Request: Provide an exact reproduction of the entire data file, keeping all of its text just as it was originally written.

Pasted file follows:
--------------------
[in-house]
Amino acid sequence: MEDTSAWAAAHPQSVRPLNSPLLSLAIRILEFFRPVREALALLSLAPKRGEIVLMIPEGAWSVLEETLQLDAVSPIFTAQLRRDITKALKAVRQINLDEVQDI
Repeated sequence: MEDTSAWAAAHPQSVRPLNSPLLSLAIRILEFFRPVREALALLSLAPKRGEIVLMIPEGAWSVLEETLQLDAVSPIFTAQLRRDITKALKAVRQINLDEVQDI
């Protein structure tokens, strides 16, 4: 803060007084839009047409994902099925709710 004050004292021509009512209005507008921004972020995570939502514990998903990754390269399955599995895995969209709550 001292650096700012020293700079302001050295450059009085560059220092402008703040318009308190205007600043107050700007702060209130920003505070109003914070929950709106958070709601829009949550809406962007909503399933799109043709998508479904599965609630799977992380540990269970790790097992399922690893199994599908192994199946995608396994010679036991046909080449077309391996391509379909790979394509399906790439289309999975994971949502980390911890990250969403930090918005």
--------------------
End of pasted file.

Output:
[in-house]
Amino acid sequence: MEDTSAWAAAHPQSVRPLNSPLLSLAIRILEFFRPVREALALLSLAPKRGEIVLMIPEGAWSVLEETLQLDAVSPIFTAQLRRDITKALKAVRQINLDEVQDI
Repeated sequence: MEDTSAWAAAHPQSVRPLNSPLLSLAIRILEFFRPVREALALLSLAPKRGEIVLMIPEGAWSVLEETLQLDAVSPIFTAQLRRDITKALKAVRQINLDEVQDI
């Protein structure tokens, strides 16, 4: 803060007084839009047409994902099925709710 004050004292021509009512209005507008921004972020995570939502514990998903990754390269399955599995895995969209709550 001292650096700012020293700079302001050295450059009085560059220092402008703040318009308190205007600043107050700007702060209130920003505070109003914070929950709106958070709601829009949550809406962007909503399933799109043709998508479904599965609630799977992380540990269970790790097992399922690893199994599908192994199946995608396994010679036991046909080449077309391996391509379909790979394509399906790439289309999975994971949502980390911890990250969403930090918005």